Where Can I Find Reliable Information?

Social media and communication apps such as Facebook and WhatsApp are useful for sharing news and information with friends and family. Communicating in this way with friends and family is particularly important during the coronavirus pandemic we are currently experiencing, when many governments across the world have placed restrictions on social gatherings and travel.

However, these apps can be easily used for the quick and widespread distribution of misinformation. Misinformation is false, inaccurate, or misleading information. It can come in the form of voice notes, status updates, and news articles. Often these posts appear to be trustworthy, especially when shared by friends. Some voice notes, for example, claim to be from a “doctor friend”.  But it is important to be cautious about the information you see online.

Misinformation during the coronavirus pandemic can be very dangerous. People may receive the wrong advice about how to stay safe, or risk their health by trying a fake ‘cure’. It is very easy to publish inaccurate information online. R:Ed have written mythbusters about some so-called ‘cures’ you may have come across.

So where can you find information that is both reliable and up to date?


WHO are a member organisation of 194 countries, funded by contributions from both their member governments and outside donors. They are a specialised agency of the United Nations that support countries in improving public health and fighting disease. They are responsible for monitoring the global spread of the novel coronavirus and coordinating the response of governments around the world. Their website, www.who.int, has a dedicated section on the coronavirus pandemic, which covers accurate advice for the public. It also includes a Myth Busters area, with factual graphics that you can download and share.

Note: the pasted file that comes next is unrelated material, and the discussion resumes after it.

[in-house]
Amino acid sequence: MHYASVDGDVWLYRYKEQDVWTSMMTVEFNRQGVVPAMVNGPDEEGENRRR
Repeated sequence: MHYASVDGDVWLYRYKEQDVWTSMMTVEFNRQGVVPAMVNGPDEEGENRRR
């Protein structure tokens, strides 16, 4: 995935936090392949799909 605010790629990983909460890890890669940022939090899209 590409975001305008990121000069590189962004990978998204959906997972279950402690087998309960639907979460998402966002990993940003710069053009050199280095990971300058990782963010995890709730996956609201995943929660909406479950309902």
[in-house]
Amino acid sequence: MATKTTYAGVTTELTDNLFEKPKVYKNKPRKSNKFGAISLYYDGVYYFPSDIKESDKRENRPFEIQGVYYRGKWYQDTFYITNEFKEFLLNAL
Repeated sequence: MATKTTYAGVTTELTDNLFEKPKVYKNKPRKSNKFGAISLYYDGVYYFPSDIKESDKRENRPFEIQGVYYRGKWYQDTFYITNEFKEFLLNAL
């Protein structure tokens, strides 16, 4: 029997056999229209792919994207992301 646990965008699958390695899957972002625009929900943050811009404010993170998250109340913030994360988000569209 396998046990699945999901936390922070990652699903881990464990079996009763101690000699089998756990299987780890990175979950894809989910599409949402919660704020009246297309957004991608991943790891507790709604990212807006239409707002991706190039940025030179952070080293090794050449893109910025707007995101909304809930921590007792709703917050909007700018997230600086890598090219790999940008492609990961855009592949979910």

Warning: Beware of emails or WhatsApp messages that claim to come from WHO, as these may come from scammers. The advice from WHO is as follows:

The World Health Organization will:

  • never ask for your username or password to access safety information
  • never email attachments you didn’t ask for
  • never ask you to visit a link outside of www.who.int
  • never charge money to apply for a job, register for a conference, or reserve a hotel
  • never conduct lotteries or offer prizes, grants, certificates or funding through email.


You should also visit your national or local government’s official website for country- or area-specific updates. Here you should be able to find information about social distancing, services which are still operating or are closed, and about whether or not you should be wearing masks, for example.


Facebook has worked with WHO and national health ministries to develop a resource that is trustworthy and relevant. The Information Center features recent updates, helpful articles, and links to recognised health organisations. Find it at the top of your mobile Facebook app, or under the Explore tab when browsing on a computer.


We are Africa’s largest independent online destination for educational content. Explore the site to read regular updates on how the coronavirus pandemic may affect you, and find answers to frequently asked questions. There is also fact-checking coverage of common myths you may have encountered, called ‘mythbusters’.

When you see information online, try to use the above resources to check the accuracy of it before you share it to your social network!



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